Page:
The above, my esteemed blog readers, is Finale 1.0, from 1988. Folks trying to sell other music notation software would like you to remember Finale 1.0 when comparing benefits with their 2011 offerings.
While even the earliest versions of Finale were extremely flexible and capable of producing incredible results, they were admittedly more than a little cryptic at times. Can you name the tool icons pictured above? Whoever can correctly identify the most – before the end of April – wins a Finale t-shirt. But here’s the catch: it’s a closed book test – you can only use your memory – and you’re on your honor! (In the event of a tie, we’ll randomly select a winner.)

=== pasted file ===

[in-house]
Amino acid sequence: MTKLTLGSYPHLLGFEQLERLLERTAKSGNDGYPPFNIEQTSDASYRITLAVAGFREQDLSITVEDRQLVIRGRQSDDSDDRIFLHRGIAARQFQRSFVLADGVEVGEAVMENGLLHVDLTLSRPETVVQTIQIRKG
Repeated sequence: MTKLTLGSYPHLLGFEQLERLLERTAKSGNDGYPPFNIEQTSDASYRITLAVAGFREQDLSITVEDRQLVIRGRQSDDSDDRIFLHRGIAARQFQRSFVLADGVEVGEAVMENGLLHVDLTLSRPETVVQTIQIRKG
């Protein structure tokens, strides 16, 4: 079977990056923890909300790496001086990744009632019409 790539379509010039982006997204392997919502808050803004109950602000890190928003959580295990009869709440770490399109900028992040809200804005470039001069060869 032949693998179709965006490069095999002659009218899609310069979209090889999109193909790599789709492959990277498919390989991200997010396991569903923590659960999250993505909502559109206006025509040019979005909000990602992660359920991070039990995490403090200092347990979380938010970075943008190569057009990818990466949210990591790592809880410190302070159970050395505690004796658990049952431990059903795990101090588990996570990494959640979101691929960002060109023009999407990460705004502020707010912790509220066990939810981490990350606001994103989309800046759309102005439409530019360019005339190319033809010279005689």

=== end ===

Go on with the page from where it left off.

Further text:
Finale has come a long way since 1988. In regard to tools specifically, there are fewer tools, the need to switch tools has been greatly reduced, and the tool icons are quite a bit more intuitive.
Here’s what Finale 2011’s tool palette looks like on my Windows laptop:
While this looks like home to most of you, did you know you can easily change the look of your tool palette? You can customize the appearance of Finale by choosing from several palette styles, including one, “Traditional,” that mimics the “vintage” look of Finale 1.0.
Here’s where you go to do so:
Windows: Edit > Program Options > Palettes and Backgrounds
Macintosh: Finale 2011 > Preferences > Program Options > Palettes and Backgrounds
Enter our contest, share a Finale story, or ask a Finale question by clicking on “Comments” below.